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The Independent Critic

Joseph Stiglitz, Robert Shiller, Robert Frank, Andrew Luan and Ed Andrews
David Sington
78 Mins.
Docurama Films

 "The Flaw" Review 
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It's hard not to think of the films Capote and Infamous while watching The Flaw, award-winning documentarian David Sington's well researched and informative documentary examining the root causes of the greatest financial crisis the United States has seen since the Great Depression.

Destined to be viewed as a distant cousin to Charles Ferguson's remarkable Inside Job, The Flaw feels a lot more like the underground doc The Corporation, a film that avoided razzle dazzle in favor of presenting the facts and presenting them well. Sington, who directed the masterful In the Shadow of the Moon, tasks himself with finding a way to turn the subjects of economic theory and the history of the U.S. economy into a form that will be both informative and entertaining enough to hold the interest of a moviegoing audience.

Sington certainly interviews the right people to get his point across, choosing to focus his energy on well regarded economists and other financial experts including Joseph Stiglitz, Robert Shiller, Robert Frank and others. Sington attempts to lighten the subject by utilizing 1950's public service announcements, an approach that works initially but becomes rather tiresome and over-utilized. While his information is well documented using stats and graphs, even this approach becomes a bit dizzying as it feels like there's more and more and more to remember as the film goes on.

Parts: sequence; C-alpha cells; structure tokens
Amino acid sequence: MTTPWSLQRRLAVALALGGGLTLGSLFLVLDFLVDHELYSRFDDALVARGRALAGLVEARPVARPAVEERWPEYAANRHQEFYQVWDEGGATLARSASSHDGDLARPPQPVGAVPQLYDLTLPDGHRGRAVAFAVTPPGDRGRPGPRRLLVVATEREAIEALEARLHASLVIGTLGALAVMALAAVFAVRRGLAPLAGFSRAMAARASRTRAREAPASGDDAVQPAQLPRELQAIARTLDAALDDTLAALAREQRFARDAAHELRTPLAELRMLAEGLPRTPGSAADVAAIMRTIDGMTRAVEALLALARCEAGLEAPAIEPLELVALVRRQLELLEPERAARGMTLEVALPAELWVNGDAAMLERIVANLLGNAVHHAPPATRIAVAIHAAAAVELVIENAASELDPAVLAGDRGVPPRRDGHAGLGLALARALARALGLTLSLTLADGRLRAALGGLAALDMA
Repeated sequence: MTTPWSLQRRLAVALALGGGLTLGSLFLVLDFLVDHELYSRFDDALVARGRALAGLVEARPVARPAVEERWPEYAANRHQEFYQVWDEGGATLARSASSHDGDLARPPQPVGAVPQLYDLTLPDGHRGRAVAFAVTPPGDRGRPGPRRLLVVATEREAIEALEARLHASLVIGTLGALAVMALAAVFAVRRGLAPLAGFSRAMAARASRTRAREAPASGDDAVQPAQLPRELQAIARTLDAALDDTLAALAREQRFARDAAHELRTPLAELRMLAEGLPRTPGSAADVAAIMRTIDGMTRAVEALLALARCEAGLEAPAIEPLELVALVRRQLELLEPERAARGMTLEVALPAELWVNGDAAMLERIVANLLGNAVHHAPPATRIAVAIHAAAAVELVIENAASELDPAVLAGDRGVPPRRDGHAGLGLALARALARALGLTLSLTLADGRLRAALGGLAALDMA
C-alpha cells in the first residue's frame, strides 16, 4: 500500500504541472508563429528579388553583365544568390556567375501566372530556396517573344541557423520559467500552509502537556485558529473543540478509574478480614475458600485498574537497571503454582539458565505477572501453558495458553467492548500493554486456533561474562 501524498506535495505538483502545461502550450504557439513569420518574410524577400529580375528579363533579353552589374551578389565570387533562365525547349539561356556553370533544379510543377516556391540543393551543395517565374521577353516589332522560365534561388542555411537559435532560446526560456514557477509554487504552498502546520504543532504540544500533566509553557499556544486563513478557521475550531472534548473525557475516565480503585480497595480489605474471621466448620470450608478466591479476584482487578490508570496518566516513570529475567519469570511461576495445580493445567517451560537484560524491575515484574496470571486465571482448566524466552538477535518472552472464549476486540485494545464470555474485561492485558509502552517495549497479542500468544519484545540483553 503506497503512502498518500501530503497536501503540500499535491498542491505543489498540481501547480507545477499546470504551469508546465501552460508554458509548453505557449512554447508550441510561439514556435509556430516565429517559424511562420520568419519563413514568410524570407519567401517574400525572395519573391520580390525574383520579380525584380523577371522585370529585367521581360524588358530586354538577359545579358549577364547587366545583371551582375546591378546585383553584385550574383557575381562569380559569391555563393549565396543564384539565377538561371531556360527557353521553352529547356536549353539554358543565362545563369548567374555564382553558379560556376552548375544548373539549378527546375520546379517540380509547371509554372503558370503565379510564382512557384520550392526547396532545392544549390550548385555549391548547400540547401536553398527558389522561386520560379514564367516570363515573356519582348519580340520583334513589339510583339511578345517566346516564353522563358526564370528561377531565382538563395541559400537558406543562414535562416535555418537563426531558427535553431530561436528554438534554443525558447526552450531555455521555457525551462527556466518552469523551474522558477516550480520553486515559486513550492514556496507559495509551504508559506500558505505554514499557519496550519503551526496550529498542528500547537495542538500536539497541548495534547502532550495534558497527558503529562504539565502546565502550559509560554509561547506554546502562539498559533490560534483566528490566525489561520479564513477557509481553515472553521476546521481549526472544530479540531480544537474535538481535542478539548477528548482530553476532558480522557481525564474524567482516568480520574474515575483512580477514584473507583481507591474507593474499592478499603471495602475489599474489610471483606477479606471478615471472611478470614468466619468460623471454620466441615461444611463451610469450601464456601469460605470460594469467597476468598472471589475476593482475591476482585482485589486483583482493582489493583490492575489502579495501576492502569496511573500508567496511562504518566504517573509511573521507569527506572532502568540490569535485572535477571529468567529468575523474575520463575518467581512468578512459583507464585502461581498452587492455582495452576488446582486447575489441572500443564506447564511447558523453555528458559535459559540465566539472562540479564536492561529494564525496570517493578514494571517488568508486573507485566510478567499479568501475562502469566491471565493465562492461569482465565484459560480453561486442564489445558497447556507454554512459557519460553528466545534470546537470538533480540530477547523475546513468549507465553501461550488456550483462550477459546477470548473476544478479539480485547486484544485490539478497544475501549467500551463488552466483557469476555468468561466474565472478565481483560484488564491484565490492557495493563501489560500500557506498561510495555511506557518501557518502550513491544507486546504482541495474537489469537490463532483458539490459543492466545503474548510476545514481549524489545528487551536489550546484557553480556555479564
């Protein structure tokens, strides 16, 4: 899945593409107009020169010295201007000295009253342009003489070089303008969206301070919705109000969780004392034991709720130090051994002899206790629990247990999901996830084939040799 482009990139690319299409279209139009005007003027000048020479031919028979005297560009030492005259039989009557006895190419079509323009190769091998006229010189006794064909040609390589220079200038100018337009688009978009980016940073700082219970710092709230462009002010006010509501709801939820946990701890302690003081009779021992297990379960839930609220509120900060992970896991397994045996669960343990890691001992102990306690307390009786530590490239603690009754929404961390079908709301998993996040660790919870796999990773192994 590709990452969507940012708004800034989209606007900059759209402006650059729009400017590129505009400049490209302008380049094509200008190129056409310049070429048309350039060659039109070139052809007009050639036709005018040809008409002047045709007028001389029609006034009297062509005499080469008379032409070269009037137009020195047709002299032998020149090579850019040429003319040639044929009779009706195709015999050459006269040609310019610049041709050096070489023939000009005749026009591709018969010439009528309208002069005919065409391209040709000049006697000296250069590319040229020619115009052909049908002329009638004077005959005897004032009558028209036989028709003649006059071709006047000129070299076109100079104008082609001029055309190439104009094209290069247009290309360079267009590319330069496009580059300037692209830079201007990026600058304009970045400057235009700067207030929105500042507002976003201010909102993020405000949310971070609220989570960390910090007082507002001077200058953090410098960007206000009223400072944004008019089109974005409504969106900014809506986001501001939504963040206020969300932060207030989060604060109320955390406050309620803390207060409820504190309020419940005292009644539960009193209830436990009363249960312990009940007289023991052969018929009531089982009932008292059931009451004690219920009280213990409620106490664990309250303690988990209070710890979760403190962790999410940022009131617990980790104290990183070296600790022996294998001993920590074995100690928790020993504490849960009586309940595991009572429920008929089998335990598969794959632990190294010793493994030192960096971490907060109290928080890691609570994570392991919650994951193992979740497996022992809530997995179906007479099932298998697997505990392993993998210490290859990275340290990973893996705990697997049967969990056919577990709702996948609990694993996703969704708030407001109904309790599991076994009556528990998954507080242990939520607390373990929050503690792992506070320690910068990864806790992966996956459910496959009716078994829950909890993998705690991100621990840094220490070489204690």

While Ferguson's Inside Job was far more successful in getting its point across, it's difficult to deny that The Flaw is a vital film and an important companion that may actually work best seen alongside Ferguson's film. Sington does a better job of looking at how history plays into our current situation and, while it makes the film drier, his weaving together of well informed interviews adds a tremendous heft to the film.

The Flaw premiered at the Sundance Film Festival in January 2011, and is getting prepped for a screening at mid-July's Indianapolis International Film Festival.

© Written by Richard Propes
The Independent Critic